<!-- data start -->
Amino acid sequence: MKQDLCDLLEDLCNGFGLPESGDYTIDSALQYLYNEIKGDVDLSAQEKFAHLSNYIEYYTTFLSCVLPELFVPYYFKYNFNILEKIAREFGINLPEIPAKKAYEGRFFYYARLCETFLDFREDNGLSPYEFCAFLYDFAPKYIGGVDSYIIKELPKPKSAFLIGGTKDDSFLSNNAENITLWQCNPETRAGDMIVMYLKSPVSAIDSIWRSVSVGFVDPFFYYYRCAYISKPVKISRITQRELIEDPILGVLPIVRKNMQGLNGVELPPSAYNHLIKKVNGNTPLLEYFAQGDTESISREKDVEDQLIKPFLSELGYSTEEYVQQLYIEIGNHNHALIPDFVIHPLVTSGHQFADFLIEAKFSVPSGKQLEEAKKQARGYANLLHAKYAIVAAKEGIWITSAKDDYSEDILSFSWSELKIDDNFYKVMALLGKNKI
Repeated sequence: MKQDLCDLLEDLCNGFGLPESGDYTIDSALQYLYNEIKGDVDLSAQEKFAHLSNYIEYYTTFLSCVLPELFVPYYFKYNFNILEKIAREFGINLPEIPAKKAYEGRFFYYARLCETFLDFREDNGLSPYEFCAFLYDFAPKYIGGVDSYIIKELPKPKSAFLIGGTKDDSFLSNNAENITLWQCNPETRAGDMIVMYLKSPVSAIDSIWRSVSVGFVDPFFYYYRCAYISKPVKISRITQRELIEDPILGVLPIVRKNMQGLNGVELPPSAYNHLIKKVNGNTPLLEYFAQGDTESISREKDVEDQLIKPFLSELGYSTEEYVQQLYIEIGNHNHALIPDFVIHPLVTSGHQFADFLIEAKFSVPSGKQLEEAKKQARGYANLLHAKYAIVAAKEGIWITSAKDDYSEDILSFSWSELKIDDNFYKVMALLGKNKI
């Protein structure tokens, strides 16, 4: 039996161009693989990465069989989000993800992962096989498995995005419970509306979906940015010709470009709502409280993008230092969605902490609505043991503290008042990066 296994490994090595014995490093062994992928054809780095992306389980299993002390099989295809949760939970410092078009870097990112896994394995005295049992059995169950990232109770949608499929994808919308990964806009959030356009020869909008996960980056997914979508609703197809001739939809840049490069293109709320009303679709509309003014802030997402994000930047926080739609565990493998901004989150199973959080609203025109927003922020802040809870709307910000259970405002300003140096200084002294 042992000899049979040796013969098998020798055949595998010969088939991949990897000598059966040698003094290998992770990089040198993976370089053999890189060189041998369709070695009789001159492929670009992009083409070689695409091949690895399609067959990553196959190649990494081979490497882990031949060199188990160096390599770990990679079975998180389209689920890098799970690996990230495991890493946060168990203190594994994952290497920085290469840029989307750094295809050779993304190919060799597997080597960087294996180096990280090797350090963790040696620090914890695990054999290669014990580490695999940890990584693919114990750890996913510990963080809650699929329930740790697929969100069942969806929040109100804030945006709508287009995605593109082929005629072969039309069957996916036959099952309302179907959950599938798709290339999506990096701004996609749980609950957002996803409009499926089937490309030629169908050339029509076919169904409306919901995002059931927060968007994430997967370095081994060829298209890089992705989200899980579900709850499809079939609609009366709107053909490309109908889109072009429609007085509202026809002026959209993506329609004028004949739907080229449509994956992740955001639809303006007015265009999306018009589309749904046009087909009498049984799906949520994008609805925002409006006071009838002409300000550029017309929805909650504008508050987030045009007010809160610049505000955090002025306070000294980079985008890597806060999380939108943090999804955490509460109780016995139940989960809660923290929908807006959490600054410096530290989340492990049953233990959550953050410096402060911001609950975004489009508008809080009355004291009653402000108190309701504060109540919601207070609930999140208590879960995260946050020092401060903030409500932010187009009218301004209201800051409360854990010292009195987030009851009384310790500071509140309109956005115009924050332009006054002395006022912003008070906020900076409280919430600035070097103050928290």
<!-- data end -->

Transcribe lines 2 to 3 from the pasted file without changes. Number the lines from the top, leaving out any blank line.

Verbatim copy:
Repeated sequence: MKQDLCDLLEDLCNGFGLPESGDYTIDSALQYLYNEIKGDVDLSAQEKFAHLSNYIEYYTTFLSCVLPELFVPYYFKYNFNILEKIAREFGINLPEIPAKKAYEGRFFYYARLCETFLDFREDNGLSPYEFCAFLYDFAPKYIGGVDSYIIKELPKPKSAFLIGGTKDDSFLSNNAENITLWQCNPETRAGDMIVMYLKSPVSAIDSIWRSVSVGFVDPFFYYYRCAYISKPVKISRITQRELIEDPILGVLPIVRKNMQGLNGVELPPSAYNHLIKKVNGNTPLLEYFAQGDTESISREKDVEDQLIKPFLSELGYSTEEYVQQLYIEIGNHNHALIPDFVIHPLVTSGHQFADFLIEAKFSVPSGKQLEEAKKQARGYANLLHAKYAIVAAKEGIWITSAKDDYSEDILSFSWSELKIDDNFYKVMALLGKNKI
């Protein structure tokens, strides 16, 4: 039996161009693989990465069989989000993800992962096989498995995005419970509306979906940015010709470009709502409280993008230092969605902490609505043991503290008042990066 296994490994090595014995490093062994992928054809780095992306389980299993002390099989295809949760939970410092078009870097990112896994394995005295049992059995169950990232109770949608499929994808919308990964806009959030356009020869909008996960980056997914979508609703197809001739939809840049490069293109709320009303679709509309003014802030997402994000930047926080739609565990493998901004989150199973959080609203025109927003922020802040809870709307910000259970405002300003140096200084002294 042992000899049979040796013969098998020798055949595998010969088939991949990897000598059966040698003094290998992770990089040198993976370089053999890189060189041998369709070695009789001159492929670009992009083409070689695409091949690895399609067959990553196959190649990494081979490497882990031949060199188990160096390599770990990679079975998180389209689920890098799970690996990230495991890493946060168990203190594994994952290497920085290469840029989307750094295809050779993304190919060799597997080597960087294996180096990280090797350090963790040696620090914890695990054999290669014990580490695999940890990584693919114990750890996913510990963080809650699929329930740790697929969100069942969806929040109100804030945006709508287009995605593109082929005629072969039309069957996916036959099952309302179907959950599938798709290339999506990096701004996609749980609950957002996803409009499926089937490309030629169908050339029509076919169904409306919901995002059931927060968007994430997967370095081994060829298209890089992705989200899980579900709850499809079939609609009366709107053909490309109908889109072009429609007085509202026809002026959209993506329609004028004949739907080229449509994956992740955001639809303006007015265009999306018009589309749904046009087909009498049984799906949520994008609805925002409006006071009838002409300000550029017309929805909650504008508050987030045009007010809160610049505000955090002025306070000294980079985008890597806060999380939108943090999804955490509460109780016995139940989960809660923290929908807006959490600054410096530290989340492990049953233990959550953050410096402060911001609950975004489009508008809080009355004291009653402000108190309701504060109540919601207070609930999140208590879960995260946050020092401060903030409500932010187009009218301004209201800051409360854990010292009195987030009851009384310790500071509140309109956005115009924050332009006054002395006022912003008070906020900076409280919430600035070097103050928290």